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Wills, Trusts, and Estates
University of South Carolina School of Law
Medlin, S. Alan

Wills, Trusts & Estates—Summer 2014, Medlin

1-Intestacy

2-Creating Wills

3-Construing Wills

4-Creating Trusts

5-Construing Trusts

6-Power of Appointment

I. Background and Policy

A. The foundations of Wills, Trusts, & Estates

1. Property and Contracts for the foundation

2. Estate a gift taxes are particularly important

(i) As of January 2, 2013, there is no estate and gift tax on an estate of less than $5.25 million ($10.5 million for married couples)

(ii) As a result of the hike, very few people are affected

3. South Carolina follows the 1969 Version of the Uniform Probate Code

B. Policy

1. Power to Transmit Property at Death–Limits/Restraints & Justifications

(i) NOTE: SC has this Elective share (requirement that one-third of probate estate goes to spouse regardless of what you want)— policy behind the elective share:

(a) “Ward of the State”

(1) Don’t want a spouse to be uprooted when the other spouse dies –wife who stayed at home caretaking her whole life shouldn’t be destitute

(2) Both spouses contribute to the wealth creation (whether by working or keeping up the home), so both are entitled to a share of the wealth that they helped create

(b) Against

(1) It is my personal property

· Interference with right to use and enjoy

· Who are we as the state to make a better judgment about what people ought to do with their property than the people themselves

(2) Discourage savings, productivity, etc.

(ii) Estate Taxes (also called the death tax)

(a) What if estate taxes were set at 90%?

(1) Encourage waste today so that the government doesn’t get it at death

(2) Discourage savings and earnings

(3) Private property and productivity dampened

2. Dead Hand Control

(i) To what extent should we let the deceased control property beyond the grave?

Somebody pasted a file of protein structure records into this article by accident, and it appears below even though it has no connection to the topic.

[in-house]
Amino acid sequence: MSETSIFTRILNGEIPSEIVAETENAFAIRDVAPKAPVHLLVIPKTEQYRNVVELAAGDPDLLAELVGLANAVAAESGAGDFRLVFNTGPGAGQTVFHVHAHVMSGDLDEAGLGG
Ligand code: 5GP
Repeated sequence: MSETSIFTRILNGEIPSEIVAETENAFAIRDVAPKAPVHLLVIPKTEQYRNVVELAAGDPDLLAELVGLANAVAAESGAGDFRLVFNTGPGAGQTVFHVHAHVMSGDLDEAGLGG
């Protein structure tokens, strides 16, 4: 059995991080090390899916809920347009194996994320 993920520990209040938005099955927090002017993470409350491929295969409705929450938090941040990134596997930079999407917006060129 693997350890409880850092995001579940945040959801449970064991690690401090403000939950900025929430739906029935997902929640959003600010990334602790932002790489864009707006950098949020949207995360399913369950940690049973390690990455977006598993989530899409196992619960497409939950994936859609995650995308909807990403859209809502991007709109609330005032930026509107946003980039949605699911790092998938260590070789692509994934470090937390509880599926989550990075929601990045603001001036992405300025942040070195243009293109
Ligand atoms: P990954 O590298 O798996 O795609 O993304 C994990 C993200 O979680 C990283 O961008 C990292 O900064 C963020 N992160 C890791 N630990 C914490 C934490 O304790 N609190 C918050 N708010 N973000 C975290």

(a) One cannot change one’s mind after death if circumstances change

(b) Key Concern: The deceased does not bear the loss or consequences

(ii) Restatement §10.1—The controlling consideration in determining the meaning of a donative document is the donor’s intention. The donor’s intention is given effect to the maximum extent allowed by law

(iii) Instructions to destroy property after death?

(a) There has to be some sort of dead hand control – that’s what this class is all about.. but there is a line as to how much control

(b) We might be ok allowing someone to destroy a Cadillac at death, but not the Mona Lisa or their dog

(c) Professor Shavell argues for a conditional right to destroy property after death:

(1) If during the lifetime of the testator, she put the future interest in the property up for sale and

· The government declined to condemn

· The owner turned down the highest bid for the future interest

(2) Then, the direction to destroy would be valid

(iv) Other restrictions—Shapira v. Union National Bank

(a) Father restricted his son’s inheritance unless he married a Jewish girl. Should he not marry a Jewish girl, the property is to pass to the state of Israel

(b) The son contests the devise as unconstitutional and against public policy

(1) He says that the freedom to marry is a constitutionally protected right of the 14th amendment

(2) The devise is a restraint on marriage